Telephone Boxes (or Booths, as I call them).
I am a lover of things reminiscent of the past. Especially when it comes to telephones. When I was young, I dreamed of owning a Victorian style phone. Later in life, I perused thrift stores because I want to find an old rotary dial phone for Miss Sunshine’s playtime. I was never that lucky, but I did find push button corded ones.
I’m old enough to remember phone boxes (booths)… and old enough to have kept a stash of quarters in my car in case I needed to use the payphone. I rarely see a phone booth around anymore. Sure, there’s the one over by Target…with no phone book. I’m not even sure it has a phone. I just know that it’s surrounded in yellow caution tape with a sign saying that bees live there.
However, the phone booths around the United States that I’ve traveled about, are nothing like the spectacular beauties found in the United Kingdom.
The red telephone box was designed by Sir Giles Gilbert Scott, following a competition in 1924.
From 1926 and onward, the exterior of the telephone boxes had a crown, representing the British government.
Of course with the advent of further technologies (aka…cell phones), the telephone boxes became less necessary.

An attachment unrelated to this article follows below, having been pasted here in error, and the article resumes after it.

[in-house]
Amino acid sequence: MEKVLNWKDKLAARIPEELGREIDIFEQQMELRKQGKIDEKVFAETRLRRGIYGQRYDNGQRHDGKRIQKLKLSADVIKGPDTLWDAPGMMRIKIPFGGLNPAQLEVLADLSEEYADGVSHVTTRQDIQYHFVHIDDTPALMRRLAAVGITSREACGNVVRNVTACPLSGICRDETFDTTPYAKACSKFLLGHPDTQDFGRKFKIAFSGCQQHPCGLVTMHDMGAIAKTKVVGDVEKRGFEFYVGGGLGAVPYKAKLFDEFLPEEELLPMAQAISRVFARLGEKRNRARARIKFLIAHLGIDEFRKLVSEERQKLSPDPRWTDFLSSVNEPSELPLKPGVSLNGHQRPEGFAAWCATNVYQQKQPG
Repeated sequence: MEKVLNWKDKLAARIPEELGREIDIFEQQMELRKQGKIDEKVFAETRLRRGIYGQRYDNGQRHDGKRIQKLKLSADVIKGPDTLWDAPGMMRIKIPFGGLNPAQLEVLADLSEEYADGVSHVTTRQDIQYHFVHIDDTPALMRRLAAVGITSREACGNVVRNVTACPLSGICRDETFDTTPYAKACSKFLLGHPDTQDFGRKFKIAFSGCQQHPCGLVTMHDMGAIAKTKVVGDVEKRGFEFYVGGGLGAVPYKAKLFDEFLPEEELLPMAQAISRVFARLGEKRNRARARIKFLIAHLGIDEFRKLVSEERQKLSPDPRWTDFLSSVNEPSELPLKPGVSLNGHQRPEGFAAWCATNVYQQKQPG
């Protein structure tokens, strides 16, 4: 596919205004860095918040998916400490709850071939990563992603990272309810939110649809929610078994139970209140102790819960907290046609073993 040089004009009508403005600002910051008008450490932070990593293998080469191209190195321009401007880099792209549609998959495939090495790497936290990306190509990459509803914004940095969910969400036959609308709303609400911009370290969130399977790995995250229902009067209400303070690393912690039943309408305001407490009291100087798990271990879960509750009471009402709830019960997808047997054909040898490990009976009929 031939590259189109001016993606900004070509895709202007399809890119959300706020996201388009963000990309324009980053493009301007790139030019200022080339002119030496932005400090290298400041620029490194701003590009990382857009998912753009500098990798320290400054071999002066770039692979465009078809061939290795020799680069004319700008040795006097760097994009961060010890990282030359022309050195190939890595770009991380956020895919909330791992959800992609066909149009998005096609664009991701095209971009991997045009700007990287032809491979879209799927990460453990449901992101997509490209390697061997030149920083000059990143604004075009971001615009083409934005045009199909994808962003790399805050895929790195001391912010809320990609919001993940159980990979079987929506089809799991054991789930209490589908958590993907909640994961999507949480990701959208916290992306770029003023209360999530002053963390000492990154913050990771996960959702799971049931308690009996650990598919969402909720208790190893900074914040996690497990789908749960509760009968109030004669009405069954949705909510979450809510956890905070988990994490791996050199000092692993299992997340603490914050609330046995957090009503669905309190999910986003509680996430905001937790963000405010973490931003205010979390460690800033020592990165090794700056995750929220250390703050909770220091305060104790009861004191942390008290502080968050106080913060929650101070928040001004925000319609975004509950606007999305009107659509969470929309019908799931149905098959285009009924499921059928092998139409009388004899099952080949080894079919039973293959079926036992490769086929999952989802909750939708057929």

Due to their popularity, some of these telephone boxes are being given a new life by entrepreneurs and communities. You can see that evidence in the background of the photo above (taken on the Royal Mile in Edinburgh) where the telephone box says “Cash”.
You can imagine my excitement when my mother and I stumbled upon the telephone boxes actually housing telephones. I don’t have the location of this phone booth since the photo was taken by my mother. I suspect that it is in Glasgow as my aunt wasn’t out with us on this walk and my mother and I did some touring around Glasgow on our own.
There is an iconic sense to this telephone box. It is set amongst the crowds that walked along the Royal Mile in Edinburgh.
Its red color standing prominently in the sea of stone buildings.
According to this BBC article, there are 8,000 traditional red kiosks.
While I fell in love with the phone boxes from an aesthetic standpoint, I am also happy that I have witnessed a piece of history.
A history that is being steadily preserved.
To see more preservation, be sure to check out Norm’s Thursday Doors where you can see photos of doors captured from around the world.
Let your light shine!